on the whole machinery of life … How fleeting are the wishes and efforts of man! how short his time! and consequently how poor will his products be, compared with those accumulated by nature during whole geological periods. (1859, p. 83)
Second, on time's promotion of the infinitesimal to great magnitude:
It may be said that natural selection is daily and hourly scrutinising, throughout the world, every variation, even the slightest; rejecting that which is bad, preserving and adding up all that is good; silently and insensibly working, whenever and wherever opportunity offers, at the improvement of each organic being in relation to its organic and inorganic conditions of life. We see nothing of these slow changes in progress, until the hand of time has marked the long lapse of ages. (1859, p. 84)
The pure extrapolationism of Darwin's uniformitarian perspective creates an enormous, if not fatal, problem for paleontology. We would like to be a source of meaningful evolutionary theory, for this discipline explains the patterning of the objects we study. But if every event at our scale may be built by extrapolation from a present that contains all causes, then we have no theoretical contribution to make. We are still needed in a lesser role, of course, for history is massively contingent, as Darwin well knew, and theory must therefore underdetermine actual events. But paleontology, in this status, only provides phenomenology—a descriptive accounting, dedicated to documenting that life followed this particular pathway, rather than another route equally plausible in theory. Moreover, paleontology, in Darwin's view, cannot even provide particularly good phenomenology (however honored faute de mieux) because an imperfect fossil record so blots, confuses, and distorts the pathway. Remember that Darwin's first geological chapter bears no triumphant title, but rather the apologetic: "On the Imperfection of the Geological Record."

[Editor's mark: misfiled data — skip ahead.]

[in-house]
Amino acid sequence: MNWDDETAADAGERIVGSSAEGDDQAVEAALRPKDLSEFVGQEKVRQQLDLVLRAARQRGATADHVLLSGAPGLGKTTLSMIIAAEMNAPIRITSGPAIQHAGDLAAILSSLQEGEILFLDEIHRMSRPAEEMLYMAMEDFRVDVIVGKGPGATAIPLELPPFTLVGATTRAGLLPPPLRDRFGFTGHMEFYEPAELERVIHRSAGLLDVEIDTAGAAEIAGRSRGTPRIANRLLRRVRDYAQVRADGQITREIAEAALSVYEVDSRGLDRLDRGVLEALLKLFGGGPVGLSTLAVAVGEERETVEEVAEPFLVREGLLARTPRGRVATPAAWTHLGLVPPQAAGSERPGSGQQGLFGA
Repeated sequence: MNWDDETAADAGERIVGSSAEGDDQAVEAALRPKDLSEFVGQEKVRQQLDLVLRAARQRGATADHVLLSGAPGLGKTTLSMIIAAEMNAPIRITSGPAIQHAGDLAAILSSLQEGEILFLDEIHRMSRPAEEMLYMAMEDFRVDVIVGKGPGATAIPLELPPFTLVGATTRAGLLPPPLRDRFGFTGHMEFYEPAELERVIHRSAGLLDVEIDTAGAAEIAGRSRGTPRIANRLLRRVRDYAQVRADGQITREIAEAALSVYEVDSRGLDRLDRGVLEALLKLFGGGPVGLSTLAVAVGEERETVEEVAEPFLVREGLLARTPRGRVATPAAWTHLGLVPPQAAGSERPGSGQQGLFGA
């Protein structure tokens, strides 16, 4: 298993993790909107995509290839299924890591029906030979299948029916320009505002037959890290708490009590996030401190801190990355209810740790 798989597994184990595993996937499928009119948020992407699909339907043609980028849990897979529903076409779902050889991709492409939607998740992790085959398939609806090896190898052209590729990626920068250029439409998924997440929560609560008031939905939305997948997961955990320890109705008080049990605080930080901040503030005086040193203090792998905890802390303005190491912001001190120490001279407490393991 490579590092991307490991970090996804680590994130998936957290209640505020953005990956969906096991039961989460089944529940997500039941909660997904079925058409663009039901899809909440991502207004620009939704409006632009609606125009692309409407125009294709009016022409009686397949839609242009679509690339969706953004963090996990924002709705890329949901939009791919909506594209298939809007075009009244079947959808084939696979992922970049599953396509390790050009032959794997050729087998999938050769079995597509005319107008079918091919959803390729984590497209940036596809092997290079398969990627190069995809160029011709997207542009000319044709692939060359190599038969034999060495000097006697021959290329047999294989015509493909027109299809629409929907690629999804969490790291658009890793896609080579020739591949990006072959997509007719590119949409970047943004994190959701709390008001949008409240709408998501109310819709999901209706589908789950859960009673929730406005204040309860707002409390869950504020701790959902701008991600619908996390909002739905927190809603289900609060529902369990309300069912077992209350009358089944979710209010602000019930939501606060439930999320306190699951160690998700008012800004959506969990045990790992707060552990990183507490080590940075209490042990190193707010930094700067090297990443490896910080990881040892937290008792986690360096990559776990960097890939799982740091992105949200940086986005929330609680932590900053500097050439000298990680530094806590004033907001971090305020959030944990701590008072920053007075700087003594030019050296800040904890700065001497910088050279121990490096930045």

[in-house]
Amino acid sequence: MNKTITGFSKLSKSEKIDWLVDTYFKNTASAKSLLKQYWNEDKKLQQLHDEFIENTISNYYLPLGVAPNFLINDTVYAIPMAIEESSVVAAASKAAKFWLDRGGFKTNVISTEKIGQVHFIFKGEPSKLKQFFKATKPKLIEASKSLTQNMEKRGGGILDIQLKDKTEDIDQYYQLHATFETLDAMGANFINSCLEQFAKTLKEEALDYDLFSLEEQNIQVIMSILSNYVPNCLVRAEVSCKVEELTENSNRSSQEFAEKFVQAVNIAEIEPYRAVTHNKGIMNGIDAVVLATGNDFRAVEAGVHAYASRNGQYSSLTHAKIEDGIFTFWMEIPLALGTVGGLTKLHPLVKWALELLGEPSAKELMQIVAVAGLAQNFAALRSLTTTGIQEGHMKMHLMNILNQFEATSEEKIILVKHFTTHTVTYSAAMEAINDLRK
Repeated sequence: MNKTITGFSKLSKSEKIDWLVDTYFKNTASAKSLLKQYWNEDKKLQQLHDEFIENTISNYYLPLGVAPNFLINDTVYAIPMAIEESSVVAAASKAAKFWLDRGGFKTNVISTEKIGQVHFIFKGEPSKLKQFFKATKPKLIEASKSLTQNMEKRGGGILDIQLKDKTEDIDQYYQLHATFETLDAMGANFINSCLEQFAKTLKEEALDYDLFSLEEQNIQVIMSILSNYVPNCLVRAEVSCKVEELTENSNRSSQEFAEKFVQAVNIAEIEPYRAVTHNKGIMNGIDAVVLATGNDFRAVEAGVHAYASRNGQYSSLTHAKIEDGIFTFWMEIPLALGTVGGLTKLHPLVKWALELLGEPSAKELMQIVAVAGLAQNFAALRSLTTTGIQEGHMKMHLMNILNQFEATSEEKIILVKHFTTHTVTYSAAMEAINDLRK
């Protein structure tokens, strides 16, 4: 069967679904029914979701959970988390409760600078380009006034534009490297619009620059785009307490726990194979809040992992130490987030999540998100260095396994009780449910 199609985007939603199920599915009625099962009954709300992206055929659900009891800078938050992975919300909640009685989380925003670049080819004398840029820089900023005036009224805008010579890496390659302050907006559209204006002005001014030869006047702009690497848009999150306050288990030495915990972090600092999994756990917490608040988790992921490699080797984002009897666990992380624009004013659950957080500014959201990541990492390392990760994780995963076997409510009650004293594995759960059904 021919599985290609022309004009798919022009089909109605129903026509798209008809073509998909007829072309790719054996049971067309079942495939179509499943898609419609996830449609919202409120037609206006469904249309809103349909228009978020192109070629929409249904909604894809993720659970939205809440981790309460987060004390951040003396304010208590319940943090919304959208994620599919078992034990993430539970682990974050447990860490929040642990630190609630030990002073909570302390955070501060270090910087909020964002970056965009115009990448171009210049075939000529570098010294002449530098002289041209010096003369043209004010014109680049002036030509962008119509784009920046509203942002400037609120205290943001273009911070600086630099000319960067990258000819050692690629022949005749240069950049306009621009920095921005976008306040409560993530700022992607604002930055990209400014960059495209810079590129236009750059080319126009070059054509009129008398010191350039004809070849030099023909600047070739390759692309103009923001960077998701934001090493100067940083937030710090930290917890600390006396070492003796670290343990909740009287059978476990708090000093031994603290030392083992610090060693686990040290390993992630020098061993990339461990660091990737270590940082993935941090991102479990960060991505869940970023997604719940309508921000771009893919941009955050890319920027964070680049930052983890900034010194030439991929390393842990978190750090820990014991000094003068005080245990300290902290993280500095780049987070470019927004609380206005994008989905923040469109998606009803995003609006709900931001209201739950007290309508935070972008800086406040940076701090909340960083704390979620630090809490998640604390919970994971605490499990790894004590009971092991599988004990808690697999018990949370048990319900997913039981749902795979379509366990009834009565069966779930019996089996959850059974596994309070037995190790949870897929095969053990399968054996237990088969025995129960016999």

The demotion imposed by pure extrapolationism—to description devoid of theory—must be the chief source of paleontology's curiously low and almost ironic reputation: to be beloved and glamorized by the public (with a series of images from Indiana Jones to Jurassic Park ), and almost invisible within professional halls of status and funding. Consider two assessments of our absent contribution to evolutionary theory. Sadly, as Julian Huxley notes in beginning the first quote, paleontologists have often defended their own debasement—an all too common phenomenon noted among slaves, hostages, and other oppressed people who adopt the assessments of their captors (psychologists even have a label for it, as the Patty Hearst syndrome). Huxley wrote in the book that gave our theory its name (1942, p. 38):
As admitted by various paleontologists, a study of the course of evolution cannot be decisive in regard to the method of evolution. All that paleontology